Stylistically it does have a classy presence, with a sharp contemporary face, pleasantly unadorned profile and an angular posterior that thankfully loses the bulbous bulk of the last model.

There is space-aplenty to be appreciated inside, too.

Up front – save for the aforementioned cutbacks – the dash is generic VW, right down to the three-spoke wheel with cruise and audio controls, classy analogue instruments featuring a very comprehensive trip computer screen, and a well-formed driver’s environment augmented by a tilt/telescopic steering column.

Getting cosy isn’t a chore, but we do prefer the Golf’s seats as the Jetta’s are a little too flat and shapeless in comparison.

And, while the ambience remains VW visually, the feel and odour is somewhat below that of this Mexican-built car’s German-made siblings.

Move to the purely Jetta aspects of the cabin, however, and the car starts to claw back some critical points.

Long doors that open incredibly wide make entry and egress child’s play, while rear seat space is fine for a pair of average-sized adults, with a deeply contoured backrest, hefty headrests, two grab handles apiece, cupholders in the central armrest, map pockets for each outboard passenger, and (knee-level) air vents to help keep the rather less comfortable middle-row occupant ventilated.

Helpfully, a 12-volt outlet is fitted and there is a pocket for your smartphone.

There are similar good and bad aspects in the well-integrated boot, which beats a Holden Commodore sedan’s for total volume (510 litres versus 496), though not its predecessor’s 527-litre total.

VW includes a pair of rear backrest releases so you fit longer items inside, there’s a full-sized spare beneath the long, wide, flat and deep boot floor, and the boot’s opening mechanism is good to use.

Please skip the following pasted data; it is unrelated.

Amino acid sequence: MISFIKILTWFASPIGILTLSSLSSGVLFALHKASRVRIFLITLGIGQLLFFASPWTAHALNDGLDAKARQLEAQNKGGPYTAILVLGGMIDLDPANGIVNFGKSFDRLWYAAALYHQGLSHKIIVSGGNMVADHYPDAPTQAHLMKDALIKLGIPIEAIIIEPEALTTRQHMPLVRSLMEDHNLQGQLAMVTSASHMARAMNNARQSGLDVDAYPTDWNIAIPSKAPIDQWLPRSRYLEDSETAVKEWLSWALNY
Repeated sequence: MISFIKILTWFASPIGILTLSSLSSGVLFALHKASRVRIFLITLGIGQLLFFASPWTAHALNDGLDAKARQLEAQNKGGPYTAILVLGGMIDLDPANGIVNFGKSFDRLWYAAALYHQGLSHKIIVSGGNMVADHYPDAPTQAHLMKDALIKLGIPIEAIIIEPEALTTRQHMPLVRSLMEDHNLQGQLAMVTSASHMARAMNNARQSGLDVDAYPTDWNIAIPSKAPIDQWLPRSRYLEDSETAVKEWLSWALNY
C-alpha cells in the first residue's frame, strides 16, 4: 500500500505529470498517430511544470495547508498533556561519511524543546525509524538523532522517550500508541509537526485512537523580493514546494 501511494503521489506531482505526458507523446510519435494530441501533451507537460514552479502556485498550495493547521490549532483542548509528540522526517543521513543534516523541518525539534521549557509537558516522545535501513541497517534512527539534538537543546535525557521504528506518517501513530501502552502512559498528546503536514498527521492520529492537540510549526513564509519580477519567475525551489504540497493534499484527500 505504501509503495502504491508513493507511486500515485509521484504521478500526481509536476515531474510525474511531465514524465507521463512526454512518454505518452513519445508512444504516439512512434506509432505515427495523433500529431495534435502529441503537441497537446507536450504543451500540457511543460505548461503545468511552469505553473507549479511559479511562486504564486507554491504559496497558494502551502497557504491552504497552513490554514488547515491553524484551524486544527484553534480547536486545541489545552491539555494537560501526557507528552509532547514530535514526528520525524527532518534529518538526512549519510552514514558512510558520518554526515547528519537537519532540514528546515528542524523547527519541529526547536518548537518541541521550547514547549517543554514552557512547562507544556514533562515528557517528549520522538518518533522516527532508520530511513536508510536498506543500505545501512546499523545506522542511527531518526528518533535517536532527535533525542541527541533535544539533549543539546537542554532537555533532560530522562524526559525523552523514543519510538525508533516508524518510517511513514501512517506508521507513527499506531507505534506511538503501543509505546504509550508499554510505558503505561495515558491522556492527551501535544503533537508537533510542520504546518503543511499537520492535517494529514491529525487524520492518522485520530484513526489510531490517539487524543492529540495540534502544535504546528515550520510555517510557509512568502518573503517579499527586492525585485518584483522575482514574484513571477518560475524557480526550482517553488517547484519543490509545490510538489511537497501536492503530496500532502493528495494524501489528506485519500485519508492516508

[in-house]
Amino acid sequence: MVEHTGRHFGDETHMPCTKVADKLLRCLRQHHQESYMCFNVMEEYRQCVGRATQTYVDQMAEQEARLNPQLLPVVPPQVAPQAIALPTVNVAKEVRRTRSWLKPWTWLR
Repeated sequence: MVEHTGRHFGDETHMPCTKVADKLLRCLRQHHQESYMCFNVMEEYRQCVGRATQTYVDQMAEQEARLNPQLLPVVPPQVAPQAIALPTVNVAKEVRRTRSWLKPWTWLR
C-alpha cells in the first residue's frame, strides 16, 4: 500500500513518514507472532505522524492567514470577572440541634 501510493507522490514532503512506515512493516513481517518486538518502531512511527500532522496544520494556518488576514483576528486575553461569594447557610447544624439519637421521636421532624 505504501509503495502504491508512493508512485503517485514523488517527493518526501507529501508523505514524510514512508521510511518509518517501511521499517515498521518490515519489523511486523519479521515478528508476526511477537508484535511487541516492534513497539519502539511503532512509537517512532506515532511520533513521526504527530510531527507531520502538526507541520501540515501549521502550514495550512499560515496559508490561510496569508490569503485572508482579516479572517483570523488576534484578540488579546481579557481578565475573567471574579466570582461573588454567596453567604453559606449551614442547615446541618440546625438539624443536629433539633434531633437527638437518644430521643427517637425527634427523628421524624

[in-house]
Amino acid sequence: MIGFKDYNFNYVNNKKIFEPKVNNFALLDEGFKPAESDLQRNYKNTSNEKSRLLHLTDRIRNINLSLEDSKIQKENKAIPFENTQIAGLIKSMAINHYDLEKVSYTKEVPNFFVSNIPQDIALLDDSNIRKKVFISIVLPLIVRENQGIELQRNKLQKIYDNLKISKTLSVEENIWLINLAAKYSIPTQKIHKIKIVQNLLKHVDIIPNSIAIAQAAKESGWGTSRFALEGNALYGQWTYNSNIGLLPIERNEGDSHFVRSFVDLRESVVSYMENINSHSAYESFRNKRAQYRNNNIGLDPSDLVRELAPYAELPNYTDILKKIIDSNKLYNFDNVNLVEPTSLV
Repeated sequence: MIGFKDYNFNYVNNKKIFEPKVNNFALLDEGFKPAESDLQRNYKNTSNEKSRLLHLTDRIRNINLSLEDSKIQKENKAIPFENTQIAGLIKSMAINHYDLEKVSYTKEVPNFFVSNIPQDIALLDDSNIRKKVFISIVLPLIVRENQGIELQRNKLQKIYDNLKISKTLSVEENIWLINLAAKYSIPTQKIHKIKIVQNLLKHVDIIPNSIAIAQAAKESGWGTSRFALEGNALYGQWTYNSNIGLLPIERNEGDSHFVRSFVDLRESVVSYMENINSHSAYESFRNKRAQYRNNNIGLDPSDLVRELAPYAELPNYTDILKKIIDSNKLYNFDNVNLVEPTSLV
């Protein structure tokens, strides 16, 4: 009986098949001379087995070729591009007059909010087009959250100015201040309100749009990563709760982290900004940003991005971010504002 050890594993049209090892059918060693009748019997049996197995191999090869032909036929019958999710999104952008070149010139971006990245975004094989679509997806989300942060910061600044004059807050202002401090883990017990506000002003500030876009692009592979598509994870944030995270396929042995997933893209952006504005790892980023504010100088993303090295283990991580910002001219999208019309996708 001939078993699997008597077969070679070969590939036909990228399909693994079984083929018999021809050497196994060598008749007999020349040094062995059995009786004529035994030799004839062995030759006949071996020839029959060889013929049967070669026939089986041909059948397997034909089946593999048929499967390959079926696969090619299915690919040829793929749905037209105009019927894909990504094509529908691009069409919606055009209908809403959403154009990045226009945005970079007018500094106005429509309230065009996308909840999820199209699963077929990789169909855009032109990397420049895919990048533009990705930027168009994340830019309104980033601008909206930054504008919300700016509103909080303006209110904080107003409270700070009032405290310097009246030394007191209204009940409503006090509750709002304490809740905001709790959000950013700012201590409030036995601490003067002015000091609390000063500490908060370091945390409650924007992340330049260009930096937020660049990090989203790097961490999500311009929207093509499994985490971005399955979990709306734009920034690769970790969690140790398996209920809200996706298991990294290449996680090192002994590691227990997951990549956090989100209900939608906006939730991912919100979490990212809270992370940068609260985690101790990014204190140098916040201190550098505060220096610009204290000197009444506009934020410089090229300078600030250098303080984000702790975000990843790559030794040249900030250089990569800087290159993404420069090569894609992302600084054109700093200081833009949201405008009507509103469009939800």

But there’s no 12V outlet back there, and a generally slapdash look and feel detract from the boot experience a little.

A relatively small engine lives at the other end of the Jetta, and of course it is VW’s now-familiar 118kW 1.4-litre direct-injection ‘Twincharge’ turbo/supercharged petrol four-cylinder petrol unit.

Quiet, smooth and very strong once it is on song, the 118TSI really pulls away cleanly with decisive speed after a slight hesitation. Possessing a distinctively raspy exhaust note, like a muted wasp that’s eager to fly, it will charge harder than you might expect given its head and a clear road.

On our Comfortline-spec test model, the only gearbox on offer is the seven-speed DSG dual-clutch ‘auto’ – an equally slick shifter that also needs a moment to think before it transmits a wad of torque to the front wheels.

Combined, this engine/gearbox combination is one of the best things about the Jetta – just be prepared to wait a moment off-boost at low speeds.

Once on the go, though, the 118TSI will quickly and easily catapult you to the wrong side of 110km/h, and maintain the momentum until your nerve or luck runs out in Australia.